Sunday, November 17, 2013
Netanyahu To Hollande: Israel Will Not Be Bound By 'Bad' Agreement On Iran
Israel will not be bound by a "bad agreement" with Iran, and when it says "never again," it means it, Prime Minister Binyamin Netanyahu said Sunday night at a press conference with French President Francois Hollande.
The press conference followed a visit Hollande, accompanied by Netanyahu, took to Yad Vashem, and Netanyahu evoked the Holocaust in explaining his thinking on Iran.
"You said when you came out [of Yad Vashem] that the experience of the Holocaust places a very special responsibility on all of us," Netanyahu said. "Francois, I want to tell you the burden it places on me. It is my duty to prevent anyone who credibly threatens to execute another Holocaust against the Jewish people. This is my obligation, but our common obligation for mankind and for our common future."
Hollande, who upon landing in Israel said that France would not surrender to nuclear proliferation and that Paris would stand firm by its demands on the Iranians before consenting to an interim agreement, spelled out at the press conference at the Prime Minister's residence what those conditions were.
Hollande said France was demanding that all Iran's nuclear installations be placed under international controls, the suspension of all uranium enrichment to 20 percent, the reduction of existing stockpiles of enriched uranium, and complete halt to the construction of the heavy water reactor at Arak.
"These are four points fundamental for an agreement to be reaches," he said. Hollande said firm guarantees that Iran had abandoned its nuclear weapons program were necessary.
"We want a serious, significant agreement that will give results," the French president said, adding that the sanctions pressure needed to continued, and that it was the sanctions that have moved the Iranians at all.
Netanyahu said that from his point-of-view, a good agreement was one that dismantled Iran's ability to prepare fissile material, which is the core material of a bomb. Though reiterating his opposition to interim agreements – like the one that is now being discussed with Iran by the P5+1 – Netanyahu said he could live with it if it was within the framework of an agreement that would dismantle Iran's capabilities.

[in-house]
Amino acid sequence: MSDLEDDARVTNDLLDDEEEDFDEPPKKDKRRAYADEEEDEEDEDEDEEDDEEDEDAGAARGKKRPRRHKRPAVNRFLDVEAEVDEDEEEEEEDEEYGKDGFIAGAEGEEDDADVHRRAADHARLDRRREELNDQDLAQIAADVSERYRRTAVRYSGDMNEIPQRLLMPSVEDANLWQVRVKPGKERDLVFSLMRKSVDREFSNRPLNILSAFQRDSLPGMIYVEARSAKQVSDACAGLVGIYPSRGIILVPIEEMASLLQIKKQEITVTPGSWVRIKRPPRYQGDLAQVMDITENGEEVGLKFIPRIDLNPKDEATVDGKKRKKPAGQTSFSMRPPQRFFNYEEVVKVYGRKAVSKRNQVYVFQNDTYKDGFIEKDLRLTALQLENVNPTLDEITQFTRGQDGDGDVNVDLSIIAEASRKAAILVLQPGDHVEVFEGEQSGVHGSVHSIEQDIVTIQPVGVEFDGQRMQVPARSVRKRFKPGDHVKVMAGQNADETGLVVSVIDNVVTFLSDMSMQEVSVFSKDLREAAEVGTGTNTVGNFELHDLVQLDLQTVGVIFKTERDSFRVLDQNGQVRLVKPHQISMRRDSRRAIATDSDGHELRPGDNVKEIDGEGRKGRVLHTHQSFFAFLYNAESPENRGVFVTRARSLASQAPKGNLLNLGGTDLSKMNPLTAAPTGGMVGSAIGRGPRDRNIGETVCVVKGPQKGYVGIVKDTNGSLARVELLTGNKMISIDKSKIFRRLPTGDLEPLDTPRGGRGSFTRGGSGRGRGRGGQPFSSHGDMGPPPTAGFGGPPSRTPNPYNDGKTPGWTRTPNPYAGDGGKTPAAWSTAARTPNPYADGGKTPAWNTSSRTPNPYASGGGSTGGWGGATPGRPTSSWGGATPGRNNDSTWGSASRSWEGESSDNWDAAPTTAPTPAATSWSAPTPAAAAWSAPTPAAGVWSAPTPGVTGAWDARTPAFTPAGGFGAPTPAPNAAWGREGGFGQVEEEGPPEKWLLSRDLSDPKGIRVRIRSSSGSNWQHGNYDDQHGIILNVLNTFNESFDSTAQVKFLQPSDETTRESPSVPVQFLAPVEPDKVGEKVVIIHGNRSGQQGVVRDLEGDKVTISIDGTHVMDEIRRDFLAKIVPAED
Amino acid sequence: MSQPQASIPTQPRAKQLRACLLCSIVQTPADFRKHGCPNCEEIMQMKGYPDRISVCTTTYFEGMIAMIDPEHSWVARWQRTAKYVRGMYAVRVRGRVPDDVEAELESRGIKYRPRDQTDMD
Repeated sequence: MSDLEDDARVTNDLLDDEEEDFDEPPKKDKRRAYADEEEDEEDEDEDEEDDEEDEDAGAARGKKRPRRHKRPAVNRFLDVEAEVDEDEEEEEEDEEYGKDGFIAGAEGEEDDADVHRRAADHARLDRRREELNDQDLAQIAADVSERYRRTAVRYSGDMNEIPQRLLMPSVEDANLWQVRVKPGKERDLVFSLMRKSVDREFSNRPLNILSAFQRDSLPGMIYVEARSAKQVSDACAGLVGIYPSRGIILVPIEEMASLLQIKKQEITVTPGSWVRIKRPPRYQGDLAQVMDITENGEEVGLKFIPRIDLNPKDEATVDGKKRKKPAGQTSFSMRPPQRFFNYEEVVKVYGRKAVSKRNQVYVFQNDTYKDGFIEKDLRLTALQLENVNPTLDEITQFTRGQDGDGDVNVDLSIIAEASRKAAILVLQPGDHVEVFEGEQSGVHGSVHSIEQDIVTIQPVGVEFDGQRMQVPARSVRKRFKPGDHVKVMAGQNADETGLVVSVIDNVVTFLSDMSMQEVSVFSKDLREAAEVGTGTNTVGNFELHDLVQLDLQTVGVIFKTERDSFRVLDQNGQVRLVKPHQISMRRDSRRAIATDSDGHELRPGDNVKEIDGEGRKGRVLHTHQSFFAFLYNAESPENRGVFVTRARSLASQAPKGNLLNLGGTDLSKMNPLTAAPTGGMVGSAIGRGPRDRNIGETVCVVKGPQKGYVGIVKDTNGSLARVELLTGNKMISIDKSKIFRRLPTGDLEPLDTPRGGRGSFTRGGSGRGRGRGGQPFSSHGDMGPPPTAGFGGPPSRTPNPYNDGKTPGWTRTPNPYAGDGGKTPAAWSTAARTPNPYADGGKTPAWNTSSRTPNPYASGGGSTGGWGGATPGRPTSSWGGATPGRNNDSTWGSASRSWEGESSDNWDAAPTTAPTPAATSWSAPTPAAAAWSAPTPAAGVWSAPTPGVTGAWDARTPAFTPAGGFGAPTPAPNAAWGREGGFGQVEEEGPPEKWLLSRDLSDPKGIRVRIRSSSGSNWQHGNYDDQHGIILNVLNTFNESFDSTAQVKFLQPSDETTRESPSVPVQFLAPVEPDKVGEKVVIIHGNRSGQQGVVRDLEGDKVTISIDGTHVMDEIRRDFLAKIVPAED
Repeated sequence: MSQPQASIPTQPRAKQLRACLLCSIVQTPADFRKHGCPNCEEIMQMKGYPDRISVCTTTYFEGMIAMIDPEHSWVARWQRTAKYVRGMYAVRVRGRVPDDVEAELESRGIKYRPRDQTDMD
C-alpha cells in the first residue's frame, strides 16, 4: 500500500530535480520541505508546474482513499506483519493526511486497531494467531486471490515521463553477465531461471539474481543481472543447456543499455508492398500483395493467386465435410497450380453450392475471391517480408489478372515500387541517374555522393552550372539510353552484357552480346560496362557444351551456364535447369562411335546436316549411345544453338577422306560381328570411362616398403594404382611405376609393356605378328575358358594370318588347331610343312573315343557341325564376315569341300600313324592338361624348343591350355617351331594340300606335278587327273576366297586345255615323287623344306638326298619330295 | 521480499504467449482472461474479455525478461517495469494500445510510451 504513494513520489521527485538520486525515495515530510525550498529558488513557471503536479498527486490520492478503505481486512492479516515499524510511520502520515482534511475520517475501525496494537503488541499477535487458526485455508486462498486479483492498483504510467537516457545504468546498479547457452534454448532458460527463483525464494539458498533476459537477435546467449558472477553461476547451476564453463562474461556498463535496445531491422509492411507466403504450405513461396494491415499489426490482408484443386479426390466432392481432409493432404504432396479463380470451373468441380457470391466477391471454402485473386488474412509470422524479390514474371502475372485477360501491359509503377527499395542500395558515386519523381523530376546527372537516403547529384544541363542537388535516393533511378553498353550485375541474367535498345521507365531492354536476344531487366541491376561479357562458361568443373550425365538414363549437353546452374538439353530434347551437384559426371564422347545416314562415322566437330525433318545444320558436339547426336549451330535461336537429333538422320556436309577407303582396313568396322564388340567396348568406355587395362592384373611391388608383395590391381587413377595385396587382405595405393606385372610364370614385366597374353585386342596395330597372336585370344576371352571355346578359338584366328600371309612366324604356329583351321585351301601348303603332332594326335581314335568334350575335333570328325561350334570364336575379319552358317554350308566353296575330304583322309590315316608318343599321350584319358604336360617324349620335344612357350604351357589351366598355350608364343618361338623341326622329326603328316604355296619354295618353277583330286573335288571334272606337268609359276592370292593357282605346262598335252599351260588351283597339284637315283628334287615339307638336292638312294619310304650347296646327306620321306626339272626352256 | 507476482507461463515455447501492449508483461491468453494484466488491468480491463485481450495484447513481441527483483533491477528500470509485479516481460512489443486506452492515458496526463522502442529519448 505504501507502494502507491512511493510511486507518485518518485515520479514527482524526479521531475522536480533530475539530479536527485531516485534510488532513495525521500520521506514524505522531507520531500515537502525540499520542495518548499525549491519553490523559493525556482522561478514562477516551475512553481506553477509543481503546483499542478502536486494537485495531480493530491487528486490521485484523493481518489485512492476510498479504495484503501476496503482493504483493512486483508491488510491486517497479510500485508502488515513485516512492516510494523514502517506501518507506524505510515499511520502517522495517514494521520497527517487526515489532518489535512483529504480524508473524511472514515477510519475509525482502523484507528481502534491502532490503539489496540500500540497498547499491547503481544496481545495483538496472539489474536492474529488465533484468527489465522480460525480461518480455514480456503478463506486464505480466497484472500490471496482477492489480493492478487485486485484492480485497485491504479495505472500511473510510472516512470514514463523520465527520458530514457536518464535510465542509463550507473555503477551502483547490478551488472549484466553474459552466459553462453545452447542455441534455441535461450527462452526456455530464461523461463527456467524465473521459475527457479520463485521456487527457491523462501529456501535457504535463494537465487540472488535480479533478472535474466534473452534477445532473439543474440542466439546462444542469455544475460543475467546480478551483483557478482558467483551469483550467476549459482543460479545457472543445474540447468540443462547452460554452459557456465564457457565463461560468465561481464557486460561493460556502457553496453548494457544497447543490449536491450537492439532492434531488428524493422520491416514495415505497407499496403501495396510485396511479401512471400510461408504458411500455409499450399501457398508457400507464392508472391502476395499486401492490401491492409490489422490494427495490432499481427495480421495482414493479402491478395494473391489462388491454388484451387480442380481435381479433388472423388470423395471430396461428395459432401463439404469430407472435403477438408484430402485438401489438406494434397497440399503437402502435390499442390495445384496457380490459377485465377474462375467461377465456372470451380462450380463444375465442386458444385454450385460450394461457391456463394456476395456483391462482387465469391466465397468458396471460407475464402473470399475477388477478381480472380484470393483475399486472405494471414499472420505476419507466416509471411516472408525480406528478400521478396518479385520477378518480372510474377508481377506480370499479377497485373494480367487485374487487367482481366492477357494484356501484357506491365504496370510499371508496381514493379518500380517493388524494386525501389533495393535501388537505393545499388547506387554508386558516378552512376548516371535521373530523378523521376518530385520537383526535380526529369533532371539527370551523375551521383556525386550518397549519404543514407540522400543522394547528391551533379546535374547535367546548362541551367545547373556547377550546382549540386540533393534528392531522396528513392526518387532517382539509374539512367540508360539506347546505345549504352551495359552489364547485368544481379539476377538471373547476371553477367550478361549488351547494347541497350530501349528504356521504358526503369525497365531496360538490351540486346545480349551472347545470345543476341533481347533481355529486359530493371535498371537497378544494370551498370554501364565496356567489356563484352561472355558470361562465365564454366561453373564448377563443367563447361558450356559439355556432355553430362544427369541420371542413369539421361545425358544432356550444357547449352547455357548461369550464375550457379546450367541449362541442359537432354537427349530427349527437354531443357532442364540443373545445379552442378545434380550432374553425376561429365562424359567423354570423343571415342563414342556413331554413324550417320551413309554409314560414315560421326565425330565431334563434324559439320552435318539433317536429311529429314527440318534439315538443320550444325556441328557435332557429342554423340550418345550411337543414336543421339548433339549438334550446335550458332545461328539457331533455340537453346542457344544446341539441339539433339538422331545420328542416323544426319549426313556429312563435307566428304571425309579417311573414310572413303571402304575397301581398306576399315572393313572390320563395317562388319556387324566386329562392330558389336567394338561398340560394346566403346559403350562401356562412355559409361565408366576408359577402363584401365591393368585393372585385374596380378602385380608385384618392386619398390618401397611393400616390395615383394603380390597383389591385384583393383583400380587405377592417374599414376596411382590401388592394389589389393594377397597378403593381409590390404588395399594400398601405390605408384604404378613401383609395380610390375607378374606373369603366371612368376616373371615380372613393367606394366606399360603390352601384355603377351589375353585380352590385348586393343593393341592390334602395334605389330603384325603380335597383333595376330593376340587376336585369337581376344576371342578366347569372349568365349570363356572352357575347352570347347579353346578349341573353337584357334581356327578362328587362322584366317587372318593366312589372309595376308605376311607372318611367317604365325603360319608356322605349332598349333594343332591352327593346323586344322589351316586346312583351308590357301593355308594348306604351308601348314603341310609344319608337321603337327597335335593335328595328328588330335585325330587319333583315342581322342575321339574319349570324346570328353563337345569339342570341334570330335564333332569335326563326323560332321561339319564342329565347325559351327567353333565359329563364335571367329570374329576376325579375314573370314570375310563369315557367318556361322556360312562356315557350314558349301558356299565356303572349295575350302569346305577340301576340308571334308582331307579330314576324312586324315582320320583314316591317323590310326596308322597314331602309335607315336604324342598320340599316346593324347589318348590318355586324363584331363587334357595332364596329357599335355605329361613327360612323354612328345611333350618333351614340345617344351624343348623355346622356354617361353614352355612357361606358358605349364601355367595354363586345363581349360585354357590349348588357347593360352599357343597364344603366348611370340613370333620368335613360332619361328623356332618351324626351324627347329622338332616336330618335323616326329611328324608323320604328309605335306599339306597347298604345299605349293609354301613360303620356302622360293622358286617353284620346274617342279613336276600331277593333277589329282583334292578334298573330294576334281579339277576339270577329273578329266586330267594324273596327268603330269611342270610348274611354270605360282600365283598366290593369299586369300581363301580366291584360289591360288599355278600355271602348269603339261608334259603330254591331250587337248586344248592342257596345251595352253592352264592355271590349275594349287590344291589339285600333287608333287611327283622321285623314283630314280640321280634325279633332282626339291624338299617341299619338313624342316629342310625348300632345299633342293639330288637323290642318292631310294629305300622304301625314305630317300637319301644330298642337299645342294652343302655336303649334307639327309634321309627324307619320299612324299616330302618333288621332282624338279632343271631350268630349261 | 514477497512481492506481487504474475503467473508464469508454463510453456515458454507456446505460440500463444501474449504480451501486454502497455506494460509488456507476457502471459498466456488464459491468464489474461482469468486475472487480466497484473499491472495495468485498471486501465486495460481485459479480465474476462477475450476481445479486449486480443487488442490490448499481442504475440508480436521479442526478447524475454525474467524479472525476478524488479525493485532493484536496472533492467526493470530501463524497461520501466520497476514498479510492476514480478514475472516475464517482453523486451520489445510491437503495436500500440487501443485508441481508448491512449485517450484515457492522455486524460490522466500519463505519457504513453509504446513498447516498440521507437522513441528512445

Unfortunately, he said, that was not currently on the table, and what was being discussed now was a deal that would allow Iran to keep in place capabilities that would enable it to create enough fissile material for a bomb within "26 days."
While Iran dominated Netanyahu's talks with Hollande, as well as the public statements made during the French President's first day in Israel, Hollanade did say on a number of occasions that France backed the current negotiations between Israel and the Palestinians, and that both sides were going to need to make gestures to one another.
Asked about the settlement issue, he said that they make it less likely to reach an agreement, and that he was pleased that Israel backed away last week from an announcement of preliminary plans for more than 20,000 units over the Green Line.
Hollande is expected to address the Palestinian issue more on Monday, during his meeting in Ramallah with the Palestinians leadership. He is scheduled to address the Knesset after going to Ramallah, and then will be President Shimon Peres's guest at a state dinner.
Following his arrival at the head of a massive delegation, that included seven ministers, and some 200 businessmen, aides and journalists, Hollande was welcomed officially by Peres at Beit Hanasi, and then laid a wreath at Theodor Herzl's grave, visited Yitzhak Rabin's grave, and went to Yad Vashem before meeting Netanyahu for a private meeting, followed by a dinner meeting.
Though French foreign Minister Laurent Fabius accompanied Hollande, he left suddenly when it was learned that French hostage Francois Collomp had freed himself from captivity in Nigeria. Fabius left Israel for Nigeria to receive him.
Hollande will be the first of three major world statesmen Netanyahu will meet this week. On Wednesday he will travel to Moscow to meet Russian President Vladimir Putin, the same day negotiators from the P5+1 and Iran will again be meeting in Geneva for talks, and on Friday US Secretary of State John Kerry is scheduled to arrive here for additional talks.
Netanyahu admitted Sunday to differences on Iran with the US, telling the cabinet that there can be disagreements even between the best of friends, "especially when it comes to our future and our fate."
Netanyahu told the cabinet at its weekly meeting Sunday that it was his responsibility of Israel's prime minster to look out for the vital interests of the country when faced "with a bad agreement. I hope that we will be able to convince our friends to put forward much better agreement, and that is possible."
Netanyahu said the Iranians are under severe economic pressure, and a continuation of that pressure could lead to a better result.
"I believe that many in the region, and outside of it, agree with this," he said.
Differences between the US and Israel both over Iran and the Palestinian issue came to the fore during Kerry's last visit here some two weeks ago. Netanyahu said Kerry is coming here to push forward the negotiations with the Palestinians, but that the talks will also focus on the Iranian negotiations.
Amid a public strain between Jerusalem and Washington, Netanyahu stressed that Kerry "is an old friend of mine, and he is also a friend of Israel."